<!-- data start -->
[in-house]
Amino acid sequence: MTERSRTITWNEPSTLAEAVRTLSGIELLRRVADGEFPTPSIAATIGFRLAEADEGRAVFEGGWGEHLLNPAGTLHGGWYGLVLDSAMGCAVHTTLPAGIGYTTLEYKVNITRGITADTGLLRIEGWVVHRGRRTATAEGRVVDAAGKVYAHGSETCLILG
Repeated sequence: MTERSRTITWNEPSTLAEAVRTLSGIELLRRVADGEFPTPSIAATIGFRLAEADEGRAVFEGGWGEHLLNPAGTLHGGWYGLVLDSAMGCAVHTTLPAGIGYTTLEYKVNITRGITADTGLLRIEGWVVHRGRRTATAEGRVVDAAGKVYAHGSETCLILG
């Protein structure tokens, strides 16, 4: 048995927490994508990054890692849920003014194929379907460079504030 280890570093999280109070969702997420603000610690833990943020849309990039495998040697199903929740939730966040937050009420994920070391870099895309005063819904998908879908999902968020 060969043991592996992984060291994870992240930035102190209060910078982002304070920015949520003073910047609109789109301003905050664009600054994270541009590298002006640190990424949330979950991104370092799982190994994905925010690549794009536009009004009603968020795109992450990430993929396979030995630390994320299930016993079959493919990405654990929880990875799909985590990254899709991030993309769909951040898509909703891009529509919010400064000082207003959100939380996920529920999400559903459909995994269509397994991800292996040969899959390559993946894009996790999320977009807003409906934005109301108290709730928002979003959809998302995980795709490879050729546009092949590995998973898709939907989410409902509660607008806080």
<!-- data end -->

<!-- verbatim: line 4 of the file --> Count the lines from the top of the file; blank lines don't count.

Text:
């Protein structure tokens, strides 16, 4: 048995927490994508990054890692849920003014194929379907460079504030 280890570093999280109070969702997420603000610690833990943020849309990039495998040697199903929740939730966040937050009420994920070391870099895309005063819904998908879908999902968020 060969043991592996992984060291994870992240930035102190209060910078982002304070920015949520003073910047609109789109301003905050664009600054994270541009590298002006640190990424949330979950991104370092799982190994994905925010690549794009536009009004009603968020795109992450990430993929396979030995630390994320299930016993079959493919990405654990929880990875799909985590990254899709991030993309769909951040898509909703891009529509919010400064000082207003959100939380996920529920999400559903459909995994269509397994991800292996040969899959390559993946894009996790999320977009807003409906934005109301108290709730928002979003959809998302995980795709490879050729546009092949590995998973898709939907989410409902509660607008806080």